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Photo: Ohannes Eisele/AFP/Getty Images

Uber's IPO stalled out yesterday, stunning both Silicon Valley and Wall Street.

Details: The ride-hail giant priced shares near the bottom of their range on Thursday night. They opened even lower on Friday morning before falling again by market close. In all, Uber lost nearly $6 billion in market cap in its first five hours as a public company.

No, this is not normal for a highly anticipated IPO.

Uber got hit by a confluence of negative events, some of which were outside of its control:

  • The Dow was already down more than 300 points before Uber's first trade, due largely to President Trump's imposition of higher tariffs on Chinese imports. Stocks recovered later on, but investor sentiment was lousy during the time when an IPO would typically pop.
    • Maybe Trump played the long revenge game on Uber, after it snubbed him just days into his presidency.
  • The world is a vampire. North Korea. Iran. Venezuela. Pick your geopolitical poison.
  • Uber went public at the end of the stock market's worst-performing week of 2019.
  • Lyft already had investors running scared, having earlier in the week reported disappointing Q1 results and warning that 2019 would represent "peak losses."
  • Ride-hail driver strikes on Wednesday didn't seem to have much impact on car availability, but they did raise awareness and prompted tweets from several presidential candidates.
  • Unwelcome attention after Axios first reported that Uber founder and ex-CEO Travis Kalanick wanted to help ring the bell but was relegated to the NYSE floor by current CEO Dara Khosrowshahi.
    • Kalanick watched the bell-ringing with his father from a side balcony before heading a block away to celebrate with early Uber colleagues at The Bailey Restaurant NYC.
  • Uber and Lyft recently ramped up their rider discount offers, prompting overheard talk in the NYSE hallways about artificially-inflated numbers. The discounts could obviously continue, but that wouldn't help ride-hail get closer to profitability. Speaking of which...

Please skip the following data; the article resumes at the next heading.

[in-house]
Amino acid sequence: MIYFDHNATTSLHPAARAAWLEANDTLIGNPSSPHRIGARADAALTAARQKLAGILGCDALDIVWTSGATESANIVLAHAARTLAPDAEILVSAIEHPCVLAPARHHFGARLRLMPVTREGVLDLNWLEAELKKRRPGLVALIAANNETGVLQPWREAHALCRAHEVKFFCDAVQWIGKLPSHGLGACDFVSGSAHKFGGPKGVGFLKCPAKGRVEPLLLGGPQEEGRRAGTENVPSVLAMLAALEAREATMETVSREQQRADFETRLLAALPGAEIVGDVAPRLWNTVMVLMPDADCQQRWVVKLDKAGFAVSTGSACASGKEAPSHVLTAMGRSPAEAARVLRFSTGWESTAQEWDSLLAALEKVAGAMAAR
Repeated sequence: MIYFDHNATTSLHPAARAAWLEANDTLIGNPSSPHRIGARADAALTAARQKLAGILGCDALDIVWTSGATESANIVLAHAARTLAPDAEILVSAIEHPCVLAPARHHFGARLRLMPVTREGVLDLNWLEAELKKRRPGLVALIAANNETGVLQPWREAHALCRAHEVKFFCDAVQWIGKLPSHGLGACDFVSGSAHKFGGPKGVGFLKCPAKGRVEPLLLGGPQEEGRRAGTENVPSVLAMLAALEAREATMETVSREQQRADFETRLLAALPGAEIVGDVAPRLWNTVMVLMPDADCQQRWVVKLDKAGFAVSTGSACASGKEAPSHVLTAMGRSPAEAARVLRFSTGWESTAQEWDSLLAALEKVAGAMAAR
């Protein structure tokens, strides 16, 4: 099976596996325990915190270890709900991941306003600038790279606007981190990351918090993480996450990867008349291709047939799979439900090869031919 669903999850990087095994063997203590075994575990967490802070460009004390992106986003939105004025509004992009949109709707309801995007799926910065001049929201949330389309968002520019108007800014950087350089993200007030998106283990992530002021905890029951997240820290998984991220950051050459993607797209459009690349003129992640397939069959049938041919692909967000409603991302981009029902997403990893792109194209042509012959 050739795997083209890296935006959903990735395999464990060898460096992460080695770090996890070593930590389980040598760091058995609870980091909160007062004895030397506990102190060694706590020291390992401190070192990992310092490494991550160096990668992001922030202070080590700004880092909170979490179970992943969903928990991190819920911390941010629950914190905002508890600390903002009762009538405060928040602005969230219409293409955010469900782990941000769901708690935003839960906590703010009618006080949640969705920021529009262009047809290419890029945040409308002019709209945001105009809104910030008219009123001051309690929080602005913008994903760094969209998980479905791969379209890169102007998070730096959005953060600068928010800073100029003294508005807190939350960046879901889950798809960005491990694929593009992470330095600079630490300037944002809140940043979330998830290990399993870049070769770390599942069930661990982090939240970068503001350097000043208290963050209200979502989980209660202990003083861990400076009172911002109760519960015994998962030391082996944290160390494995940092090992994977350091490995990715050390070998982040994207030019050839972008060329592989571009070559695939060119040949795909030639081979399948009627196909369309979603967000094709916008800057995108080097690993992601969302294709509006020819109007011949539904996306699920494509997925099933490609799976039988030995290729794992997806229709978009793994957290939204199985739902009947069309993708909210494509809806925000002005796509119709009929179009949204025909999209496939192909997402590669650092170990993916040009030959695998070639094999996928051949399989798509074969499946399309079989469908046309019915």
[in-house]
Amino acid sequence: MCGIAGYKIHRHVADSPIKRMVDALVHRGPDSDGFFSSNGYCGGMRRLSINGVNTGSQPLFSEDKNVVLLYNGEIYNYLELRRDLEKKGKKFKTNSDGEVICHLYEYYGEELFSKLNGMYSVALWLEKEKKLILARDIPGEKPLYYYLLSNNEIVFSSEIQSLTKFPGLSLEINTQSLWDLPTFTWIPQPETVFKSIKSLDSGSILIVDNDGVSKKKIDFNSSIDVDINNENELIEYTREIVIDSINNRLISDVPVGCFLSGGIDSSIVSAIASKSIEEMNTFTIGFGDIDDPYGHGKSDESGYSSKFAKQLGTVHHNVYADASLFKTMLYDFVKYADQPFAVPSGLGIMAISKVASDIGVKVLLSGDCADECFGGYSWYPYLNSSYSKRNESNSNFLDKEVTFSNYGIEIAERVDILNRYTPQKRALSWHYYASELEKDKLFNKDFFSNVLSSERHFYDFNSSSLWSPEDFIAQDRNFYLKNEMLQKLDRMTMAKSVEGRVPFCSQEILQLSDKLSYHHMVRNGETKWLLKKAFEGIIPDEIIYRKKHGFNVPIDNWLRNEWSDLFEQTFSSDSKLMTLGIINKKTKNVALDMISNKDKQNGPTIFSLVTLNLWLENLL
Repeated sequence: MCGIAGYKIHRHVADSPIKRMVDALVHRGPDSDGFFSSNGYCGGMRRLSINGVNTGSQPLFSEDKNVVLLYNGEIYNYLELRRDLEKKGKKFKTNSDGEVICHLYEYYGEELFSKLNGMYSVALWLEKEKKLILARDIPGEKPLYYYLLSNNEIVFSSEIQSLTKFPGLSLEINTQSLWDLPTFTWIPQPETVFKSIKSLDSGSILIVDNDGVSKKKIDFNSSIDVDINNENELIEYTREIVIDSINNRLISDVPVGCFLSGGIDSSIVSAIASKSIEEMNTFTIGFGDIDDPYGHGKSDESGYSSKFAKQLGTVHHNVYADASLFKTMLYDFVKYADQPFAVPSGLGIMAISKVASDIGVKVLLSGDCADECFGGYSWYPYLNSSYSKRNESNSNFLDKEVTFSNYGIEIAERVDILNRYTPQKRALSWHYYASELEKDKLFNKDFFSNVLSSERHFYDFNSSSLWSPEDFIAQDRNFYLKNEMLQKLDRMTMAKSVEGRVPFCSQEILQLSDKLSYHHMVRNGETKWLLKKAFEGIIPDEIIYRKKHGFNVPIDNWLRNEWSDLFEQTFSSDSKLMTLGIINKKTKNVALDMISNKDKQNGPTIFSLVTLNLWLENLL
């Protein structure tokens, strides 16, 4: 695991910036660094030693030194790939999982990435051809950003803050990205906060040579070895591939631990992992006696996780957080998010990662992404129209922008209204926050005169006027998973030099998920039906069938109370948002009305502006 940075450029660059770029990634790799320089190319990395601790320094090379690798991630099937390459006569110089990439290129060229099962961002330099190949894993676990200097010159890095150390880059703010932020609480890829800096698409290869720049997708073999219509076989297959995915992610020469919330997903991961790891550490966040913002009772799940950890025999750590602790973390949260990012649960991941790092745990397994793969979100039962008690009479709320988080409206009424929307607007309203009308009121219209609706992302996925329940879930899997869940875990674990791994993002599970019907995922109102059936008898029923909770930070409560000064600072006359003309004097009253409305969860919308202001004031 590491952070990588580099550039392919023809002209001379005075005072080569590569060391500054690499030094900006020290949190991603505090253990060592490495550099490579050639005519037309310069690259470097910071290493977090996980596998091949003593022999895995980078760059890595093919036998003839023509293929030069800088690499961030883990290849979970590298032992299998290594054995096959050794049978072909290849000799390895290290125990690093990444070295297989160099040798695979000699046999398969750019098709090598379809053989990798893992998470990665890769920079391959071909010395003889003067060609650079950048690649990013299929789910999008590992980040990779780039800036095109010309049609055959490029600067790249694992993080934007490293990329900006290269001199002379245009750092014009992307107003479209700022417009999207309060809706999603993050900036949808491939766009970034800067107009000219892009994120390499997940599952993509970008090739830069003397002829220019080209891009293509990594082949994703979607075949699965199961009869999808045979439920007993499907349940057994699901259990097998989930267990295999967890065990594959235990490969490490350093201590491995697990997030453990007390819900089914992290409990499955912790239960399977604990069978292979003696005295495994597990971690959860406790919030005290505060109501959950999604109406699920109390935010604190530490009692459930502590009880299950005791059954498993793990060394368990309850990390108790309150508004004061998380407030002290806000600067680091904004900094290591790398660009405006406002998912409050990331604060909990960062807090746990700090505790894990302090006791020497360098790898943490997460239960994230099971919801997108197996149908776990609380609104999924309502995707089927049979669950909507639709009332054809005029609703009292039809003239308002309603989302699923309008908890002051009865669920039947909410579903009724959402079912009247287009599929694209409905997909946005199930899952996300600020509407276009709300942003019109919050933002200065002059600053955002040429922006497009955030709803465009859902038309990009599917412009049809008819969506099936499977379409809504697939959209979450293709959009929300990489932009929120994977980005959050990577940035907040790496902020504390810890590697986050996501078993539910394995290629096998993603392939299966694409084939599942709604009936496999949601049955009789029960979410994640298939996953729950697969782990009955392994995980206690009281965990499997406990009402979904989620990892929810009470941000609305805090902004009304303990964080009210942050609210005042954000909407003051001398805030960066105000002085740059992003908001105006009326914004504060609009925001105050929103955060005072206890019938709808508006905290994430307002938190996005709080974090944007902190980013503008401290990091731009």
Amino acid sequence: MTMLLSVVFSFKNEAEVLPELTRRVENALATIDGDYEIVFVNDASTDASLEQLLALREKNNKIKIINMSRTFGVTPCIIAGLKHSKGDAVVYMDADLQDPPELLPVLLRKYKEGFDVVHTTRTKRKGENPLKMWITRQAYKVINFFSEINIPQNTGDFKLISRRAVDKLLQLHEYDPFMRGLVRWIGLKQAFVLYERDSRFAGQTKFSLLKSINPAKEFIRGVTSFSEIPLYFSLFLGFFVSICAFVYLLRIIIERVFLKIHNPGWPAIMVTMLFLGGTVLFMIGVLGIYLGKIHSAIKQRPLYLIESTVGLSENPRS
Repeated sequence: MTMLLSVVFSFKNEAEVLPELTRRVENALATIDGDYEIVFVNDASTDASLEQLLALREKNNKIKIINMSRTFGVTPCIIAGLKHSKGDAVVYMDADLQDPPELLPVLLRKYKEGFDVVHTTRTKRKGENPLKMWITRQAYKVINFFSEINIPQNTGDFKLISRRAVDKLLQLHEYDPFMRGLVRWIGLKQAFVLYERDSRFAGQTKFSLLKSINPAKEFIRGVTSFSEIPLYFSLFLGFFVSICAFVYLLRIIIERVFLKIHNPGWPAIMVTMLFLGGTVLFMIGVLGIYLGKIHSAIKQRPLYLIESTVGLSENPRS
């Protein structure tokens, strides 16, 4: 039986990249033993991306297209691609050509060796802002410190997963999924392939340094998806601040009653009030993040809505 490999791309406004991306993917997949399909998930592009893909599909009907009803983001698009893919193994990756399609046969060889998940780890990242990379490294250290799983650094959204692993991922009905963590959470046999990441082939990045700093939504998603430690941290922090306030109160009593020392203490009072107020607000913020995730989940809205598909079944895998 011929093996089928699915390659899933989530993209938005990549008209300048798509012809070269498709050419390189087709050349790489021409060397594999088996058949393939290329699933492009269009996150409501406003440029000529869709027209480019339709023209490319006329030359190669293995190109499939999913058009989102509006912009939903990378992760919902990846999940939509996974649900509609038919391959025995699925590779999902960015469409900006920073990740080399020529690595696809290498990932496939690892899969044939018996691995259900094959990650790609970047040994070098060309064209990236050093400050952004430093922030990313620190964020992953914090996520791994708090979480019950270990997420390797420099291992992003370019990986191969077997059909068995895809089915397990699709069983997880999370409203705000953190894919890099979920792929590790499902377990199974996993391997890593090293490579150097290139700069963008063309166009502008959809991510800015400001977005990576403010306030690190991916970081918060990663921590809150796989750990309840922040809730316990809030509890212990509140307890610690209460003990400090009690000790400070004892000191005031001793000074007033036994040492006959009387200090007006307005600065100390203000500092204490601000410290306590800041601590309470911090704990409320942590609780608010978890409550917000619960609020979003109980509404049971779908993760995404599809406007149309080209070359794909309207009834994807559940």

• Uber loses more money than any other company to ever go public. It's the sort of thing that everyone ignores until they don't.
    • Uber has argued that it's the next Amazon, which also spent years in the red without an apparent path to profitability.
    • Investors either didn't agree, or figured they could wait for the numbers to improve. Or perhaps until Uber finds its own Amazon Web Services (flying taxis?).

But, but, but: IPOs are just a moment in time, and Uber has still managed become a $76 billion company in less than a decade. Facebook gained just 23 cents on its IPO day before spending 15 months below its IPO price; now it's the world's fourth most valuable company.

Uber's IPO ran into the perfect storm. Other money-losing unicorns and minotaurs will now watch closely to see if it can navigate into calmer waters, or if they need to begin scrambling for life vests.

Go deeper

49 mins ago - Health

CDC: It's time for "universal face mask use"

Photo: Paul Hennessy/SOPA Images/LightRocket via Getty

The CDC is urging “universal face mask use” for the first time since the coronavirus pandemic began, citing recent case spikes as the U.S. has entered a phase of “high-level transmission” before winter officially begins.

Why it matters: Daily COVID-related deaths across the U.S. hit a new record on Wednesday. Face coverings have been shown to increase protection of the wearer and those around them, despite some Americans' reluctance to use them.

2 hours ago - World

Saudi Arabia and Qatar near deal to end standoff, sources say

Qatar's prime minister (R) attends the 2019 Gulf Cooperation Council summit in Saudi Arabia. Photo: Fayez Nureldine/AFP via Getty

Saudi Arabia and Qatar are close to a deal to end the diplomatic crisis in the Gulf following U.S.-mediated reconciliation talks this week, sources familiar with the talks tell me.

Why it matters: Restoring relations between Saudi Arabia and Qatar would bring a sense of stability back to the Gulf after a 3.5 year standoff. It could also notch a last-minute achievement for the Trump administration before Jan. 20.

House passes bill to decriminalize marijuana

Rep. Earl Blumenauer (D-Ore.), a longtime marijuana legalization advocate and co-sponsor of the bill. Photo: Pete Marovich For The Washington Post via Getty Images

The House on Friday voted 228-164 in favor of the Marijuana Opportunity Reinvestment and Expungement (MORE) Act, marking the first time a congressional chamber has voted in favor of decriminalizing marijuana at the federal level.

Why it matters: The Washington Post describes the bill as a "landmark retreat in the nation’s decades-long war on drugs," which has disproportionately affected people of color.